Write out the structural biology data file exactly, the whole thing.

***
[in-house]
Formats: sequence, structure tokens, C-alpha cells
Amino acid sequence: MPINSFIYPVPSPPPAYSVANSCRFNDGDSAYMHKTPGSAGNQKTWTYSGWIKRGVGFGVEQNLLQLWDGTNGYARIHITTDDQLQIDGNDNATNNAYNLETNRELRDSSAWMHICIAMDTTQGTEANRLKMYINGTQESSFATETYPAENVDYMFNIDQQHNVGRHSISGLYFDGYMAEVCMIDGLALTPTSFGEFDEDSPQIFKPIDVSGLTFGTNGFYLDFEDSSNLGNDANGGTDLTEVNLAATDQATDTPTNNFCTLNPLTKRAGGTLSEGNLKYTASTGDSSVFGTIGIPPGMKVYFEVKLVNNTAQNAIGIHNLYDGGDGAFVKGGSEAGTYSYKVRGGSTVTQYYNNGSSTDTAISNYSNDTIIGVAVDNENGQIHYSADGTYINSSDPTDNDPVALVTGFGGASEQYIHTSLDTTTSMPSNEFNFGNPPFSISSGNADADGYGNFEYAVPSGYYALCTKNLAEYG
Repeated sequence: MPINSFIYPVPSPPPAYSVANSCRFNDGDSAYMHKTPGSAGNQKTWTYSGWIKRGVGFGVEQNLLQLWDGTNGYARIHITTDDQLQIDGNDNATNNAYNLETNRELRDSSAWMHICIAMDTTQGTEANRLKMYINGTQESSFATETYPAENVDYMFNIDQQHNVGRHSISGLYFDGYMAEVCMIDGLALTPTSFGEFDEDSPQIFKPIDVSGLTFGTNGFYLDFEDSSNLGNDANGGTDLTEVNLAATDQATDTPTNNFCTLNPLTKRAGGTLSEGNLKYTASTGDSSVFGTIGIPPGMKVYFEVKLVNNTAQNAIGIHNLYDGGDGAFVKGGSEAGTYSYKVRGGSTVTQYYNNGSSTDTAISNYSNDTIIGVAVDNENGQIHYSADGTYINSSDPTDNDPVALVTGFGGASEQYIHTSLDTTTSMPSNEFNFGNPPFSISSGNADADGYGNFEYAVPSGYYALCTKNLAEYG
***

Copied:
[in-house]
Formats: sequence, structure tokens, C-alpha cells
Amino acid sequence: MPINSFIYPVPSPPPAYSVANSCRFNDGDSAYMHKTPGSAGNQKTWTYSGWIKRGVGFGVEQNLLQLWDGTNGYARIHITTDDQLQIDGNDNATNNAYNLETNRELRDSSAWMHICIAMDTTQGTEANRLKMYINGTQESSFATETYPAENVDYMFNIDQQHNVGRHSISGLYFDGYMAEVCMIDGLALTPTSFGEFDEDSPQIFKPIDVSGLTFGTNGFYLDFEDSSNLGNDANGGTDLTEVNLAATDQATDTPTNNFCTLNPLTKRAGGTLSEGNLKYTASTGDSSVFGTIGIPPGMKVYFEVKLVNNTAQNAIGIHNLYDGGDGAFVKGGSEAGTYSYKVRGGSTVTQYYNNGSSTDTAISNYSNDTIIGVAVDNENGQIHYSADGTYINSSDPTDNDPVALVTGFGGASEQYIHTSLDTTTSMPSNEFNFGNPPFSISSGNADADGYGNFEYAVPSGYYALCTKNLAEYG
Repeated sequence: MPINSFIYPVPSPPPAYSVANSCRFNDGDSAYMHKTPGSAGNQKTWTYSGWIKRGVGFGVEQNLLQLWDGTNGYARIHITTDDQLQIDGNDNATNNAYNLETNRELRDSSAWMHICIAMDTTQGTEANRLKMYINGTQESSFATETYPAENVDYMFNIDQQHNVGRHSISGLYFDGYMAEVCMIDGLALTPTSFGEFDEDSPQIFKPIDVSGLTFGTNGFYLDFEDSSNLGNDANGGTDLTEVNLAATDQATDTPTNNFCTLNPLTKRAGGTLSEGNLKYTASTGDSSVFGTIGIPPGMKVYFEVKLVNNTAQNAIGIHNLYDGGDGAFVKGGSEAGTYSYKVRGGSTVTQYYNNGSSTDTAISNYSNDTIIGVAVDNENGQIHYSADGTYINSSDPTDNDPVALVTGFGGASEQYIHTSLDTTTSMPSNEFNFGNPPFSISSGNADADGYGNFEYAVPSGYYALCTKNLAEYG